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  • Writer's pictureFaith Hakesley

The Beauty of the Cross

A reflection on the feast of the Exaltation of the Cross

+JMJ+ Last night, my amazing and dear friend, Witlee (Live Each Day with Purpose Podcast), and I were talking about two martyrs from the Cristero War in Mexico. One was a young boy I had never heard of until last night named St. Jose Sanchez del Rio and he was just 14 years of age when we was murdered. He was tortured and yet the brave boy refused to renounce his faith which he held so dear. His parents even witnessed his torture and murder. Another example is Blessed Miguel Pro. He, too, died a martyr and stretched his arms out in the shape of a cross - the ultimate sign of love - as he stood before the firing squad and forgave his persecutors. “Viva Cristo Rey!” (Long live Christ the King) he said.

We have so many beautiful examples of people to look to - men, women, and children - who have embraced the cross of martyrdom rather than turn against Christ. Consider their tremendous courage! This physical (red) martyrdom continues even today - we just aren’t hearing about it from the mainstream media. Most of us have also been subjected to a spiritual martyrdom as well (called white martyrdom). We may not be called to physically suffer and die as the martyrs did, but we suffer in different ways.

The martyrs are bold. While it certainly exists, we certainly don’t generally see this kind of boldness encouraged in our society. Everywhere we look, we see fear and division. Our country has fallen away from the principles and virtues upon which it was founded and we have seen a drastic turn away from God. Instead of putting our faith in God, we are told to put all our faith in leaders and other people.

Those alive today who are boldly encouraging holiness know (just as the martyrs knew) that it is only by the cross that we can have peace and only by the cross that we have hope for eternal salvation. People striving for sainthood know that sticking with Jesus even when things get tough is a part of showing our love to Him.

Whenever I reflect on in this, I ask myself what happens when the going gets tough in my own life. This is an important question for us to ask ourselves! What happens when suffering befalls us (as it does to all of us in one way or another)? Do we draw closer to Christ or do we pull away from Him?

I think that for many of us our inclination is to turn away. When we don’t feel God’s presence surrounding us, we feel alone and abandoned. Loving God and proclaiming His goodness seems easy when things in our lives are going well, right? When we suddenly find ourselves carrying a heavy cross, sometimes the last thing we want to do is praise God in the suffering. During those times it becomes exceedingly difficult to recognize His presence and His gifts, His glimmers of grace. We start to question God’s love for us. We become angry at Him and perhaps question His very existence. These are normal human reactions to be sure but what do we do about it? How do we change our mindset?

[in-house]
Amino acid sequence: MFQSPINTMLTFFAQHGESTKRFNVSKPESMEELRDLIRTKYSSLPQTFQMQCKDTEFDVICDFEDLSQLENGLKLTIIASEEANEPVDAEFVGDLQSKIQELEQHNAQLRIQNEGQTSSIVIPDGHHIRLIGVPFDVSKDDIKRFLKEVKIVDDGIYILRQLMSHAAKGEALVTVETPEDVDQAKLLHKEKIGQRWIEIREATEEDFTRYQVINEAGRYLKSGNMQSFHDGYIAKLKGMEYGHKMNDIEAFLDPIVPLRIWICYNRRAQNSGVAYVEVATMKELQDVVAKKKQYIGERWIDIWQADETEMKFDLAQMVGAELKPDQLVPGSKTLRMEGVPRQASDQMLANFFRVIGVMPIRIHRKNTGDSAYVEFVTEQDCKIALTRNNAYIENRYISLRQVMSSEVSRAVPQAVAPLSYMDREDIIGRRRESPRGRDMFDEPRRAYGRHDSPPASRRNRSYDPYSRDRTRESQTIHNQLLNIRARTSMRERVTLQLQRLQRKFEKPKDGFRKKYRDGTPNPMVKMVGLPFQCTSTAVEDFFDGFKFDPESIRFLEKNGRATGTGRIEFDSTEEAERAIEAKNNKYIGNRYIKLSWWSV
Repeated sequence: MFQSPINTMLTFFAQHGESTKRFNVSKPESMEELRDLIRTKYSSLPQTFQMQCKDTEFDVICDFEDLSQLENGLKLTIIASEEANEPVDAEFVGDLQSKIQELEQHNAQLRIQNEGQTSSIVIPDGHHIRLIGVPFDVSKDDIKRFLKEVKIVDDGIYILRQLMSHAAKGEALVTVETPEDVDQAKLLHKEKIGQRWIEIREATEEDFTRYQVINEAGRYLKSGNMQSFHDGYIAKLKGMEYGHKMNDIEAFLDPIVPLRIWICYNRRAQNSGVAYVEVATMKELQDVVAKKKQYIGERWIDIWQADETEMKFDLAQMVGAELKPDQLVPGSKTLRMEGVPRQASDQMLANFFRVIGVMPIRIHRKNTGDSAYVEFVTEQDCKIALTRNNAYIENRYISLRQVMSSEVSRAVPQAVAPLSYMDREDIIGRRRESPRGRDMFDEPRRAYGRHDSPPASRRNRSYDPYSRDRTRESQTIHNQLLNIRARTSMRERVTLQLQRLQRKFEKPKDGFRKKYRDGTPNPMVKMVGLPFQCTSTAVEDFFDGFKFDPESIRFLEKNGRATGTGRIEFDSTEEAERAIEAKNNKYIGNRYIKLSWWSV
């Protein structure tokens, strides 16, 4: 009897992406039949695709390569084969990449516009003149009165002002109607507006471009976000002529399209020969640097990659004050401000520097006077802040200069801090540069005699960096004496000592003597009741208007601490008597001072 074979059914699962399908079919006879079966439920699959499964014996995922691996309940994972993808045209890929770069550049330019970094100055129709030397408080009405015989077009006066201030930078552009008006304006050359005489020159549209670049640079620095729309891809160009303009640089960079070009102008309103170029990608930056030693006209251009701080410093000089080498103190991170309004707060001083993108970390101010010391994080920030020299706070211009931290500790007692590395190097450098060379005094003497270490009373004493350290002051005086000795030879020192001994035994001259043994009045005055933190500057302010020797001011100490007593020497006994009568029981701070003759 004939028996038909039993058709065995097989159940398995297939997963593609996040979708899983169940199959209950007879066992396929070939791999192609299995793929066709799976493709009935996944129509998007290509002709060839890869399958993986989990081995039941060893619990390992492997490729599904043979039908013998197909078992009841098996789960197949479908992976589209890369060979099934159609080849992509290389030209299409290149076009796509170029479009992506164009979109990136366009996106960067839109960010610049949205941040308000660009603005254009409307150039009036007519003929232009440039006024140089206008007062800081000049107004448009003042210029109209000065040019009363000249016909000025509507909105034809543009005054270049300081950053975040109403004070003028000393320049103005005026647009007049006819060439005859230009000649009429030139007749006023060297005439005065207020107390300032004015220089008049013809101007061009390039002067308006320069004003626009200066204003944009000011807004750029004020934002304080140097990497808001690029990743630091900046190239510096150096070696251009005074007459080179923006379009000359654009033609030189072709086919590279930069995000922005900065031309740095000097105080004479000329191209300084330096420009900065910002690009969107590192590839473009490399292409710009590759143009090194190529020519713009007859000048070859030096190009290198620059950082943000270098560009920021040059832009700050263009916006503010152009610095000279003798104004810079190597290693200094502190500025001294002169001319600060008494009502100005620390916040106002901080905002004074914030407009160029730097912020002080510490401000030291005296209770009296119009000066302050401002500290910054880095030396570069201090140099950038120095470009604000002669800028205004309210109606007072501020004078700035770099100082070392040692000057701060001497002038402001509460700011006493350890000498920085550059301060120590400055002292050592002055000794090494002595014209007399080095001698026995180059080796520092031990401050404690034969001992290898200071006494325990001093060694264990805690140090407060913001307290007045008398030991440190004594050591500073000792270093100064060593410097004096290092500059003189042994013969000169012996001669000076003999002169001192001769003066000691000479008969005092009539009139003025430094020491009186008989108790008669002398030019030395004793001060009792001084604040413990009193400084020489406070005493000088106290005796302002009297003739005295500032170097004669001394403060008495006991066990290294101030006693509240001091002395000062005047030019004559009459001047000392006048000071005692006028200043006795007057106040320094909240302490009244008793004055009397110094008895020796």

I love this quote from St. Mother Teresa because it sums things up so simply and beautifully:

“Pain and suffering have come into your life, but remember pain, sorrow, suffering are but the kiss of Jesus - a sign that you have come so close to Him that He can kiss you.”

On September 14th, Catholics celebrate the Exaltation of the Holy Cross. This feast day commemorates the finding of the True Cross by St. Helen but it also goes deeper than that.

Today we recall that, by way of the cross (an instrument of death) Jesus was victorious over death.

Consider for a moment that Our Lord was willing to die for you, for me, and for every single soul to ever come into existence. He willingly and lovingly stretched His arms out for us and embraced the suffering.

This goes against pretty much everything our culture throws at us.

“Do what feels good!”

“Do whatever you want!”

“Do whatever is popular at the moment! Just go with the flow!”

Now please hear me out. I am not for a moment suggesting that we purposely seek out suffering or that we try to stay in pain when it comes. No! It’s okay to find solutions to problems. It’s okay to get help. It’s okay to heal.

What we need to remember is that, despite the pain, there is beauty. The cross reminds us that God CAN and DOES bring life and beauty even from the most horrible of circumstances. After the ugliness and horror of Good Friday, the glory and beauty of the Resurrection remain. We are all members of the Body of Christ and we are all called to share in the gift of the cross. Yes, the cross is a gift!

The truth is that we are never alone in our suffering. Rather, we are being lovingly embraced by Our Lord. We are joined together with Him on the cross through suffering. The martyrs and all the Saints knew this well!

Our salvation comes through the suffering of Jesus on the cross. Yes, there is beauty in suffering. Yes, good things can and do come from suffering.

Is it easy to embrace suffering as it comes? No. Is it always easy to see the beauty in our pain? No. But it is possible!

The cross, the tree of life, brings hope to us all.

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